Choi+Shine Architects

The search for a consistent lighting solution that could be readily altered by the end-user led designer Jin Choi, a principal of Boston-based Choi+Shine Architects, to develop Bit Light, a three-dimensional system of modular LED tubes. With fellow principal Thomas Shine, AIA, Choi devised magnetic ends that allow the tubes to connect in installations that are both functional and decorative, and that can be added to or subtracted from as space needs change.

"The pill form ... allows the intermediate connectors to be small, which minimizes their visibility, and for multiple Bits to connect to the same connector," Choi said in an email. "Furthermore, the curvilinear surface softens the Bits' form while emphasizing the closed geometry of each Bit, so that each [one] has a reading both as an individual unit and as part of a whole assembly. "

Each module outputs 460 lumens of omni-directional light, filtered by a rounded, translucent polycarbonate shell that measures 6 7/8" long and 1 1/4" in diameter. The magnetic ends work duly to link the tubes and to transfer power through the system from a wall- or ceiling-mounted terminal. Batteries located within each unit are also available as an alternative power source. In application, the connectors can hold about 15 units vertically as well as three units horizontally on both sides, Choi said, with each unit weighing 7 oz., or less than half a pound. An insulated cap is offered to shield the connectors, whose active element is concealed due to the system's push-in installation.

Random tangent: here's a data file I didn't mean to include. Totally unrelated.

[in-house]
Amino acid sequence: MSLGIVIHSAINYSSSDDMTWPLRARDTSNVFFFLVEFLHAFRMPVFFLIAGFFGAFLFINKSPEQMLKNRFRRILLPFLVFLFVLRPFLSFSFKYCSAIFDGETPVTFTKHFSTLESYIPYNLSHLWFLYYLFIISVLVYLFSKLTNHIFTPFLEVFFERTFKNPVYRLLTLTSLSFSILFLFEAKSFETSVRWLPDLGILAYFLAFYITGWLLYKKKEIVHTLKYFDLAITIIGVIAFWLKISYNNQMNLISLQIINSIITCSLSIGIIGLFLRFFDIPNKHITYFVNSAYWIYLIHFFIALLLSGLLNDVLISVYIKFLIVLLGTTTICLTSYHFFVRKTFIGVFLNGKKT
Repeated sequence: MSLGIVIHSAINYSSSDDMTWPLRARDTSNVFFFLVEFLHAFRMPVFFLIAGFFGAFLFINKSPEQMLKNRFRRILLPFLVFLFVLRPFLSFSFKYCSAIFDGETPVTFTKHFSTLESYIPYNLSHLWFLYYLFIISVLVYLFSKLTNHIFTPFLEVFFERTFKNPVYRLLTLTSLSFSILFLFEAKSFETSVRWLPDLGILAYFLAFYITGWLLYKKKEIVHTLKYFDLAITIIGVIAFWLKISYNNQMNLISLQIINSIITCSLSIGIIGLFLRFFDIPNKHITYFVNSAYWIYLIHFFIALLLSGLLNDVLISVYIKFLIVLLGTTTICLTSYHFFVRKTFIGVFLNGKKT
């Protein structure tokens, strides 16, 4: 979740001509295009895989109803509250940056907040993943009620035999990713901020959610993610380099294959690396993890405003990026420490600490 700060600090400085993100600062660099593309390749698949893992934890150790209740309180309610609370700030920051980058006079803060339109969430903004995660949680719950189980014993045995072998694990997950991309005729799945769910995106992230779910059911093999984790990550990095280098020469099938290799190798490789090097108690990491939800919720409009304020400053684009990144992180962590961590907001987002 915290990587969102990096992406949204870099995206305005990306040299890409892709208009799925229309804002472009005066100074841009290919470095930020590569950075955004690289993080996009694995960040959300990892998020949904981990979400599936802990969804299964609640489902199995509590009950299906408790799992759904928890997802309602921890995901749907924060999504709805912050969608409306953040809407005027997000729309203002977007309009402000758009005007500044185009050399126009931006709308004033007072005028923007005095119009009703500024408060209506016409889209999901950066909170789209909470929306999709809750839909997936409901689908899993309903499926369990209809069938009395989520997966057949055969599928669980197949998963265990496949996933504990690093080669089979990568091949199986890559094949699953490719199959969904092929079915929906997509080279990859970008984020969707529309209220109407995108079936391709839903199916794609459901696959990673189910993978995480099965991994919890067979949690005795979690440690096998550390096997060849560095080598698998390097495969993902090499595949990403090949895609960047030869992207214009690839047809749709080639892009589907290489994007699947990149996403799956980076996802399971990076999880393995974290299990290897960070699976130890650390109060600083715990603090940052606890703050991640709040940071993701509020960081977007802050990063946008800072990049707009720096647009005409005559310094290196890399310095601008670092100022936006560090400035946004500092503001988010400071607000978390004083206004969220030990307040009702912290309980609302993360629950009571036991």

Choi+Shine Architects

Choi+Shine Architects

So far, only 90-degree connections are possible, but Choi says the team has patented additional shapes and colors for the tubes as well as connectors that allow for non-orthogonal and adjustable angles. According to the project’s website, the combination of seven modules and six connectors offers more than 15,000 installation variations.

The system has not yet been submitted for technical or safety approvals, but Choi says initial inquiries from designers and commercial installers in Germany and the U.S. indicate market interest in the technology.

Choi+Shine Architects

This article has been updated with additional information.